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IN MEMORY OF VIRTUE

IN MEMORY OF VIRTUE Page 29 Colin Patrick Day was a professional philosopher (ex–Shrewsbury School; ex–Magdalen College, Oxford). I used to meet him in the George and Dragon or the Jolly Potter to talk about Wittgenstein, whom he did not care for; Iris Murdoch, whose philosophy was too literary for his taste; Richard Cobb, with whom he was at school; and J. L. Austin, whom he revered. One of the topics Patrick wrote about in his declining years was hope. Hope is to be discerned in my mother’s terse comments in her diary, even if it is a peculiar form of that necessary virtue, for the concept of hope, philosophical or otherwise, is broad enough to include my mother’s stout resistance to despondency, her firm resolution not to be defeated, and her refusal to give way to self-pity. I wonder if that degree of hopefulness in the face of helplessness does not also allow us to use the word dignity. I am, however, not keen on the idea of dignity. Usually those who are said to have it do not know the meaning of the word and have no inkling of the idea. I think my mother had it, although she was http://www.deepdyve.com/assets/images/DeepDyve-Logo-lg.png Common Knowledge Duke University Press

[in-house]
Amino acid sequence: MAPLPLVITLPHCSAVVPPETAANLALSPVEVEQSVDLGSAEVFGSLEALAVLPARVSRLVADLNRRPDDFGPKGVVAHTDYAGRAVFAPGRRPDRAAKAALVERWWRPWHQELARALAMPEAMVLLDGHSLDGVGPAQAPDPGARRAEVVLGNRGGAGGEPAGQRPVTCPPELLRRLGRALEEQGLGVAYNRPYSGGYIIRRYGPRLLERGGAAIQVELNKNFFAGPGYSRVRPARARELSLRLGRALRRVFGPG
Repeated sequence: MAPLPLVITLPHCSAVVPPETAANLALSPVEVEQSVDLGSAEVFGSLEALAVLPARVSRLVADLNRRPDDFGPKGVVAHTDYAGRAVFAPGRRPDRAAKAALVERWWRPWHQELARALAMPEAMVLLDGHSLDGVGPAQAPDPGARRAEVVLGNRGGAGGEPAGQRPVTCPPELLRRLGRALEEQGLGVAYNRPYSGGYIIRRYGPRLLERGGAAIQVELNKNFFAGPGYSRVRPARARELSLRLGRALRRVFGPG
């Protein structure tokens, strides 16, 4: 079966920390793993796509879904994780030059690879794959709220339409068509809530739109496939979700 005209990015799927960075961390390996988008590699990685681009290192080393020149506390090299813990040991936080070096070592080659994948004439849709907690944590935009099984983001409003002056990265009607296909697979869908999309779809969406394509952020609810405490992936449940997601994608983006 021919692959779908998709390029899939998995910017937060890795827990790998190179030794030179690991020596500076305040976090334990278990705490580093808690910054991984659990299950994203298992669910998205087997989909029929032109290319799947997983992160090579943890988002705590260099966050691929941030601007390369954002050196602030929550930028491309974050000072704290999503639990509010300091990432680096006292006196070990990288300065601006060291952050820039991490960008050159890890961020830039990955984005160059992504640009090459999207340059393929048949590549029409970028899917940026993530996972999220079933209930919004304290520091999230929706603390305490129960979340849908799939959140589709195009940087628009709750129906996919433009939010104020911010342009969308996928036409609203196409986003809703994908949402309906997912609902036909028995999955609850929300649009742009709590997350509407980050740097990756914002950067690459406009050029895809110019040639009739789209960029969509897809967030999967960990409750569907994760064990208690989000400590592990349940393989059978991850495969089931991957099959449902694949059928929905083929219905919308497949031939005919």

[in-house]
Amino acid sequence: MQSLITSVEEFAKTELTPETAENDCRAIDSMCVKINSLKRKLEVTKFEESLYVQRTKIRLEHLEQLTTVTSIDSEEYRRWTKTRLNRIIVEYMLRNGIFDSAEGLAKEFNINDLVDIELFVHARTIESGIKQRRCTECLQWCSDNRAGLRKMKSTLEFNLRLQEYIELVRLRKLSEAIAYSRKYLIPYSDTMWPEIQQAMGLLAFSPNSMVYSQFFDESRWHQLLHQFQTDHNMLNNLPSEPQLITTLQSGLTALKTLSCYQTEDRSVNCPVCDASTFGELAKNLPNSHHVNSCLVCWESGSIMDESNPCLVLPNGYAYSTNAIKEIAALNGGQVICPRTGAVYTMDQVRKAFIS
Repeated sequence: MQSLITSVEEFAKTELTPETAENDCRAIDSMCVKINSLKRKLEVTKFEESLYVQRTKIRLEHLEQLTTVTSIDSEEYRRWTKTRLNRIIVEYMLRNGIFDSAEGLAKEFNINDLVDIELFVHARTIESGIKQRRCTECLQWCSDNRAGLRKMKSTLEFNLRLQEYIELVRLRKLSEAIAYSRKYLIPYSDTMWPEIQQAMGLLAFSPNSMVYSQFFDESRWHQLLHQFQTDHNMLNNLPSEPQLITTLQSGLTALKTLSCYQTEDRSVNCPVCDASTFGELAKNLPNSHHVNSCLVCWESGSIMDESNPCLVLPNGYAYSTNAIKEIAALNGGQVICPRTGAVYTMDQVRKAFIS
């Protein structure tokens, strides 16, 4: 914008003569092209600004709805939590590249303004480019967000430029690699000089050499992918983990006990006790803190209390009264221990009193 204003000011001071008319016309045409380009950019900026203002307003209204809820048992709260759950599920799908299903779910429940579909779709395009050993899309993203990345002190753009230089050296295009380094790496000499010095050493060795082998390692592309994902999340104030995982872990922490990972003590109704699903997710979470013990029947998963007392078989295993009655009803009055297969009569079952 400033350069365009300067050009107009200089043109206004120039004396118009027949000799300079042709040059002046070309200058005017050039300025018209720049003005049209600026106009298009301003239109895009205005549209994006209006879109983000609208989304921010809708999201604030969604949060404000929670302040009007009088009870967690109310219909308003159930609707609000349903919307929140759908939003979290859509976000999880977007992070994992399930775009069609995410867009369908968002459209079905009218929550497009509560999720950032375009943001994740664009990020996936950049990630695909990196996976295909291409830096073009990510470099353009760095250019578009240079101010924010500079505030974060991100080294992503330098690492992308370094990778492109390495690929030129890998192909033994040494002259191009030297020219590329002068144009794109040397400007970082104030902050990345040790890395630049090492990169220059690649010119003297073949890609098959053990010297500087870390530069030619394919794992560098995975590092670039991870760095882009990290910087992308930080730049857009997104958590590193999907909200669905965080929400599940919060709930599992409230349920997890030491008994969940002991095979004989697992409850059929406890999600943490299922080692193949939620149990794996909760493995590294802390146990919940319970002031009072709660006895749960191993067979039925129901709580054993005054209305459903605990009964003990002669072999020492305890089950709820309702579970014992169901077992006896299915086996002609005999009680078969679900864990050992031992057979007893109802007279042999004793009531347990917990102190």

IN MEMORY OF VIRTUE

Common Knowledge , Volume 9 (1) – Jan 1, 2003

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Publisher
Duke University Press
Copyright
Copyright 2003 by Duke University Press
ISSN
0961-754X
eISSN
1538-4578
DOI
10.1215/0961754X-9-1-29
Publisher site
See Article on Publisher Site

Abstract

Page 29 Colin Patrick Day was a professional philosopher (ex–Shrewsbury School; ex–Magdalen College, Oxford). I used to meet him in the George and Dragon or the Jolly Potter to talk about Wittgenstein, whom he did not care for; Iris Murdoch, whose philosophy was too literary for his taste; Richard Cobb, with whom he was at school; and J. L. Austin, whom he revered. One of the topics Patrick wrote about in his declining years was hope. Hope is to be discerned in my mother’s terse comments in her diary, even if it is a peculiar form of that necessary virtue, for the concept of hope, philosophical or otherwise, is broad enough to include my mother’s stout resistance to despondency, her firm resolution not to be defeated, and her refusal to give way to self-pity. I wonder if that degree of hopefulness in the face of helplessness does not also allow us to use the word dignity. I am, however, not keen on the idea of dignity. Usually those who are said to have it do not know the meaning of the word and have no inkling of the idea. I think my mother had it, although she was

Journal

Common KnowledgeDuke University Press

Published: Jan 1, 2003

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